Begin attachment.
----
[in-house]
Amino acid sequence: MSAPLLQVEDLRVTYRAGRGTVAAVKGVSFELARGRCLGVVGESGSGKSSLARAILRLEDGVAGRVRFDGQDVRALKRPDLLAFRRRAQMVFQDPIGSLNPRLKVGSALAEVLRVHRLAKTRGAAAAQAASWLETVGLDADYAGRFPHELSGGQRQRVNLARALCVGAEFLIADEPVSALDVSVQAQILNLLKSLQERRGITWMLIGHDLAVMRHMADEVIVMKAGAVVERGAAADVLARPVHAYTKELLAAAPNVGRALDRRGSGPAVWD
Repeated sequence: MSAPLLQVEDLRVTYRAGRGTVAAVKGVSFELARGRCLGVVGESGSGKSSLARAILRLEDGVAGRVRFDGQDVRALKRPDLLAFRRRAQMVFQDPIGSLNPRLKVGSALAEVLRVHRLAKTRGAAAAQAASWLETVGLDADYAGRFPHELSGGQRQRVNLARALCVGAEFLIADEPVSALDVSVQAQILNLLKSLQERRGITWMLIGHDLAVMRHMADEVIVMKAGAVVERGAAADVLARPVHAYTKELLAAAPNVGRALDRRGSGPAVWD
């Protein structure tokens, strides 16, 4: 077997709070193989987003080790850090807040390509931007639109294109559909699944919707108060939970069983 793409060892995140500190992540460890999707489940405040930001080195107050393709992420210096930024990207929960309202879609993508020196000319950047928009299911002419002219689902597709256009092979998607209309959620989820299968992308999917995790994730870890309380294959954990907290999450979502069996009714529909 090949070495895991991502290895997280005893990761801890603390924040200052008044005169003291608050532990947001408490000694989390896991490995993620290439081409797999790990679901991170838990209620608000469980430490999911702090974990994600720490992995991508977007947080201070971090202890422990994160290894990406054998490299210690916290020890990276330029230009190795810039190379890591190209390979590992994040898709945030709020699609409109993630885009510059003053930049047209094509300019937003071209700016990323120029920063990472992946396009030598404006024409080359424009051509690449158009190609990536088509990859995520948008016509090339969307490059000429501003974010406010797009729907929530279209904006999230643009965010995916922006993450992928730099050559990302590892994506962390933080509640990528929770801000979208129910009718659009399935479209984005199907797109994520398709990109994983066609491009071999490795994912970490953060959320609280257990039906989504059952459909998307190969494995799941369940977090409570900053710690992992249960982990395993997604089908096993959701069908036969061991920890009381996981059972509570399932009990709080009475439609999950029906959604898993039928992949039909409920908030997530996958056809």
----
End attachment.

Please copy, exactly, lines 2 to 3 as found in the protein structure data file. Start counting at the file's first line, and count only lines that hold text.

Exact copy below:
Amino acid sequence: MSAPLLQVEDLRVTYRAGRGTVAAVKGVSFELARGRCLGVVGESGSGKSSLARAILRLEDGVAGRVRFDGQDVRALKRPDLLAFRRRAQMVFQDPIGSLNPRLKVGSALAEVLRVHRLAKTRGAAAAQAASWLETVGLDADYAGRFPHELSGGQRQRVNLARALCVGAEFLIADEPVSALDVSVQAQILNLLKSLQERRGITWMLIGHDLAVMRHMADEVIVMKAGAVVERGAAADVLARPVHAYTKELLAAAPNVGRALDRRGSGPAVWD
Repeated sequence: MSAPLLQVEDLRVTYRAGRGTVAAVKGVSFELARGRCLGVVGESGSGKSSLARAILRLEDGVAGRVRFDGQDVRALKRPDLLAFRRRAQMVFQDPIGSLNPRLKVGSALAEVLRVHRLAKTRGAAAAQAASWLETVGLDADYAGRFPHELSGGQRQRVNLARALCVGAEFLIADEPVSALDVSVQAQILNLLKSLQERRGITWMLIGHDLAVMRHMADEVIVMKAGAVVERGAAADVLARPVHAYTKELLAAAPNVGRALDRRGSGPAVWD